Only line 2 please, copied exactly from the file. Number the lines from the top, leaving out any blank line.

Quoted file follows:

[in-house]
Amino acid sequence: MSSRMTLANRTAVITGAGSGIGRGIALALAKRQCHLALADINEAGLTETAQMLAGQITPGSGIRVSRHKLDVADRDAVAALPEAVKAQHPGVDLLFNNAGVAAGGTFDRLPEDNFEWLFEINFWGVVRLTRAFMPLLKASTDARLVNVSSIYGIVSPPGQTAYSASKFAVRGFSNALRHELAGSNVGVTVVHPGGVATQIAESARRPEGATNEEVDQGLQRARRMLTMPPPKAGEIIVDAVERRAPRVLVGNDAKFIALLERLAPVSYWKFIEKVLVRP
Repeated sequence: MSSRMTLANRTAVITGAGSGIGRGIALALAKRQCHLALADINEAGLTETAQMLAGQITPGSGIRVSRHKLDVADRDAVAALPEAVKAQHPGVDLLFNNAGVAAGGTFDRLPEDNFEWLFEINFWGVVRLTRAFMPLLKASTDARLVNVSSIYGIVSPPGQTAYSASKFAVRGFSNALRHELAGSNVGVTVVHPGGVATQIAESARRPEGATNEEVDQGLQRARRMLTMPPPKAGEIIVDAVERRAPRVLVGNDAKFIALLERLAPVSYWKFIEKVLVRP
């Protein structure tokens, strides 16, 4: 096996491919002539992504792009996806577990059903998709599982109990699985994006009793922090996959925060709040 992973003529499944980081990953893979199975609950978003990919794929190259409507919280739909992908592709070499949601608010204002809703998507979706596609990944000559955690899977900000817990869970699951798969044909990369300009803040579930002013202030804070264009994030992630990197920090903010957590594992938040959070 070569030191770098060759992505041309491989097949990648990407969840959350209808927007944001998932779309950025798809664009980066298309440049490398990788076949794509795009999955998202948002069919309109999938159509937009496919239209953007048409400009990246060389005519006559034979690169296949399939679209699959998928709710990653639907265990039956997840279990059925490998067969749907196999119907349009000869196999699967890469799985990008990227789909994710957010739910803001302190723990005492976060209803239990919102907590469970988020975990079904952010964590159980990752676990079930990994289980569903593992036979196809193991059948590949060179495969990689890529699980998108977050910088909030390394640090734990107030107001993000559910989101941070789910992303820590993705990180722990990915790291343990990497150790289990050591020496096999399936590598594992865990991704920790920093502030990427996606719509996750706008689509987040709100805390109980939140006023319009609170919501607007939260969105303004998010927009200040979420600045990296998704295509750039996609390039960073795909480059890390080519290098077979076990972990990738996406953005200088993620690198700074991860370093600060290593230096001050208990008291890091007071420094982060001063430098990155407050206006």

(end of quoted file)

Amino acid sequence: MSSRMTLANRTAVITGAGSGIGRGIALALAKRQCHLALADINEAGLTETAQMLAGQITPGSGIRVSRHKLDVADRDAVAALPEAVKAQHPGVDLLFNNAGVAAGGTFDRLPEDNFEWLFEINFWGVVRLTRAFMPLLKASTDARLVNVSSIYGIVSPPGQTAYSASKFAVRGFSNALRHELAGSNVGVTVVHPGGVATQIAESARRPEGATNEEVDQGLQRARRMLTMPPPKAGEIIVDAVERRAPRVLVGNDAKFIALLERLAPVSYWKFIEKVLVRP